This particular proposal is in the light of so many top teams falling over in this World Cup when many of their stars play somewhere else. The Soceroos are right up there in these stakes.
The 'follow the leader' commentators on the Socceroos World Cup final performance in their final 'pool' against Serbia claimed that the Socceroo brand was still good, flies in the face of international opinion. They might now have a considered review reflecting on their results in the wider picture.
The Socceroos World Cup results were as follows:
Germany 4 – Australia 0
Australia 1 – Ghana 1
Australia 2 - Serbia 1
Their first match against Germany destroyed any real hope they had of advancing to the next round, and moreover this writer has already written of that disaster and how the Australian Kookaburras (Hockey team) could have given them a few tips on winning big matches against Germany.
The Kookaburras not three months previously put paid to Germany in the Field Hockey World Cup and before that, last November at the Champions Trophy final, 5-3. This writer suggested they could have called for the Kookaburras technical team as both their hockey and soccer is played on very similar principles.
The other two results were disappointing to say the least. Harry Kewell got the red card in the match against Ghana and the Socceroos played with a man short for much of the fixture. Enough said of that disaster.
The Serbian match result was thrown away when the Socceroos allowed in a catch up goal which sealed their fate although they won that game. Enough of the hype. All in all a slack performance considering the name players.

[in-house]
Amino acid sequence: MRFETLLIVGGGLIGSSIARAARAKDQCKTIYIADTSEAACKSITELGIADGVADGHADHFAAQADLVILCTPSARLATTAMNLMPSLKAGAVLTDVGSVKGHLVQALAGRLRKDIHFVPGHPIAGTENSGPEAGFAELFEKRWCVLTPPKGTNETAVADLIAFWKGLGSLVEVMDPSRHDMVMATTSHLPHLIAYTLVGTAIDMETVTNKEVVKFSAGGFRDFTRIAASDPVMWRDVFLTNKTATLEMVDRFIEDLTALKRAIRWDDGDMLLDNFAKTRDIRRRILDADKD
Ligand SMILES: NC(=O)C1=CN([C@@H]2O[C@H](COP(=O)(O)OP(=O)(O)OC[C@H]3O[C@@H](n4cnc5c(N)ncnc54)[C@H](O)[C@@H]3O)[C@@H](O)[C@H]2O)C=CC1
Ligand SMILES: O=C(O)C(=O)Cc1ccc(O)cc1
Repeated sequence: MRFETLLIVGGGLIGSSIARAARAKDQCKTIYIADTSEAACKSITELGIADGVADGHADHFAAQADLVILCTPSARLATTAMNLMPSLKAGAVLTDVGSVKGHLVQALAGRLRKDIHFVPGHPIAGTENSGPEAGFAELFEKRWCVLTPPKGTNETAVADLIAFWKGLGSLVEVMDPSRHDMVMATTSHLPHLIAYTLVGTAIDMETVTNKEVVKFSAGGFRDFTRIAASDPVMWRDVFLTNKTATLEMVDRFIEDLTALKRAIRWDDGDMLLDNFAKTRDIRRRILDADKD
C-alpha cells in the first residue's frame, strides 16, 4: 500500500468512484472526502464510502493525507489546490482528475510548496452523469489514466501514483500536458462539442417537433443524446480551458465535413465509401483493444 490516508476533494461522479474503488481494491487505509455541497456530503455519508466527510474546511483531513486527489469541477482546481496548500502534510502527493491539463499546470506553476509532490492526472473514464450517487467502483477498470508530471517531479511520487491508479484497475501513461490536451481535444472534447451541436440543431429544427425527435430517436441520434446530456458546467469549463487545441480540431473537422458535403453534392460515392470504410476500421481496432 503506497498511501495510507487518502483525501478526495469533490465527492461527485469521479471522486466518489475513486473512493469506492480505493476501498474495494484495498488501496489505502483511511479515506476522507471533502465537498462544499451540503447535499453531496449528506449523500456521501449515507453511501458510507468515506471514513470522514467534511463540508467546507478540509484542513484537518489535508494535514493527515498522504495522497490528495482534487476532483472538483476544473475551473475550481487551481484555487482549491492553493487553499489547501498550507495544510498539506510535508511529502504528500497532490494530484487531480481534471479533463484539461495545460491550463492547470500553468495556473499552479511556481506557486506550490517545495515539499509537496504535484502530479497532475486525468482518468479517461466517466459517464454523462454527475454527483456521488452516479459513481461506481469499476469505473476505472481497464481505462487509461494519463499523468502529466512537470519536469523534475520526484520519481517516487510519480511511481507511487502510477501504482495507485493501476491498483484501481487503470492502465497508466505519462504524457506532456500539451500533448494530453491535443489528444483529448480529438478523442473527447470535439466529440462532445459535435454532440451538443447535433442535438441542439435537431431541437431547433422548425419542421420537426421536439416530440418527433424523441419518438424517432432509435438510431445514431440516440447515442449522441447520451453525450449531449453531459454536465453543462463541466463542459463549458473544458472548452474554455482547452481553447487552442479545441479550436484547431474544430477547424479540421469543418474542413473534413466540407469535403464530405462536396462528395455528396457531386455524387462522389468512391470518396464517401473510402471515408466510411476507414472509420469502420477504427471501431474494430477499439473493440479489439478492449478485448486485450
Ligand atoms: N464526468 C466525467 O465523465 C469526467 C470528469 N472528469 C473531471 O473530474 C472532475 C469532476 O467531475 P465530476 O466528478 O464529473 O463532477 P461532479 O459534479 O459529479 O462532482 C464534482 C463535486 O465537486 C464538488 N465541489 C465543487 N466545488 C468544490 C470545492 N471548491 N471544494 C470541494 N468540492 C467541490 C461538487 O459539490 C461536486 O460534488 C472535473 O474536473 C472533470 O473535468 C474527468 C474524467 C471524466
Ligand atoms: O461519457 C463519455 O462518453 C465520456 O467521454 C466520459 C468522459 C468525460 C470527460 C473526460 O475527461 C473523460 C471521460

But here is the rub. New Zealand with their team of A League players performed as well as the Australians. Yet the Socceroos coach, the hired help from overseas, showed disdain for the A League. New Zealand's Shane Smeltz who plays for the Gold Coast in the A League came out fuming over such comments.
The one good thing this writer can say about this World Cup Socceroo coach is that the hired help has left the country, the sad thing is that he's got his pockets full of our money. But it's not only the coach who has left our shores, most of these Socceroos have also left returning to their European soccer honey pots. They too live somewhere else.
Here are the issues that Australian soccer might consider.
First: With New Zealand as a model, do we need these so called soccer exiles 'here' at home.
Second: What reasoning is there for an overseas coach? Look at the Kookaburras' Ric Charlesworth, we could name oodles of other Australian sport coaches. Why do we need another European coach.
Third: as money is the issue, an effort should be made that for 12 weeks every year a world wide 'back home' policy needs to be implemented so that every soccer player must play in their national competition.
Clubs want the best soccer exponents. Nations want to keep their stars at home. Soccer players want the best deal for their talents. The question therefore is, how can this mix work together for the good of all, a win win situation.
It needs to apply across the world and it would work more easily if the same 12 weeks were deemed the 'back home nation weeks'.
The principle is not that different to the Biblical idea of the seventh year off but in a different manner. There is also a Respite factor in this, which includes soccer player wider families, getting back in touch with their roots and boosting their national identity.